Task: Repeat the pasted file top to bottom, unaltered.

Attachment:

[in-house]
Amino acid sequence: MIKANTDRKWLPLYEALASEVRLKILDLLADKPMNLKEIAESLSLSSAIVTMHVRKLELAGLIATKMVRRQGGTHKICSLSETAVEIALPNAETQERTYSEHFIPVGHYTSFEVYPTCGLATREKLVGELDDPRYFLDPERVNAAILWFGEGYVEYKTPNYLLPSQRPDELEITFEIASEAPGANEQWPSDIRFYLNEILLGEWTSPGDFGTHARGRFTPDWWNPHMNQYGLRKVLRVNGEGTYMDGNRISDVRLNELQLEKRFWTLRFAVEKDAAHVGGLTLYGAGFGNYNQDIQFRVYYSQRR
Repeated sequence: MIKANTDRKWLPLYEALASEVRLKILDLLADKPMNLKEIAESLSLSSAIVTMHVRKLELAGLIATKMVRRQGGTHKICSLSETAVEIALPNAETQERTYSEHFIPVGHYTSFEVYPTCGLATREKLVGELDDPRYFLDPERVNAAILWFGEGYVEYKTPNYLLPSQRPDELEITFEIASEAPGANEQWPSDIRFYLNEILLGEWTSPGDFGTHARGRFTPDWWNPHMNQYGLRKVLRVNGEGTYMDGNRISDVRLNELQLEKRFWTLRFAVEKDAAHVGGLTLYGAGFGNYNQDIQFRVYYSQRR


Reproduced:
[in-house]
Amino acid sequence: MIKANTDRKWLPLYEALASEVRLKILDLLADKPMNLKEIAESLSLSSAIVTMHVRKLELAGLIATKMVRRQGGTHKICSLSETAVEIALPNAETQERTYSEHFIPVGHYTSFEVYPTCGLATREKLVGELDDPRYFLDPERVNAAILWFGEGYVEYKTPNYLLPSQRPDELEITFEIASEAPGANEQWPSDIRFYLNEILLGEWTSPGDFGTHARGRFTPDWWNPHMNQYGLRKVLRVNGEGTYMDGNRISDVRLNELQLEKRFWTLRFAVEKDAAHVGGLTLYGAGFGNYNQDIQFRVYYSQRR
Repeated sequence: MIKANTDRKWLPLYEALASEVRLKILDLLADKPMNLKEIAESLSLSSAIVTMHVRKLELAGLIATKMVRRQGGTHKICSLSETAVEIALPNAETQERTYSEHFIPVGHYTSFEVYPTCGLATREKLVGELDDPRYFLDPERVNAAILWFGEGYVEYKTPNYLLPSQRPDELEITFEIASEAPGANEQWPSDIRFYLNEILLGEWTSPGDFGTHARGRFTPDWWNPHMNQYGLRKVLRVNGEGTYMDGNRISDVRLNELQLEKRFWTLRFAVEKDAAHVGGLTLYGAGFGNYNQDIQFRVYYSQRR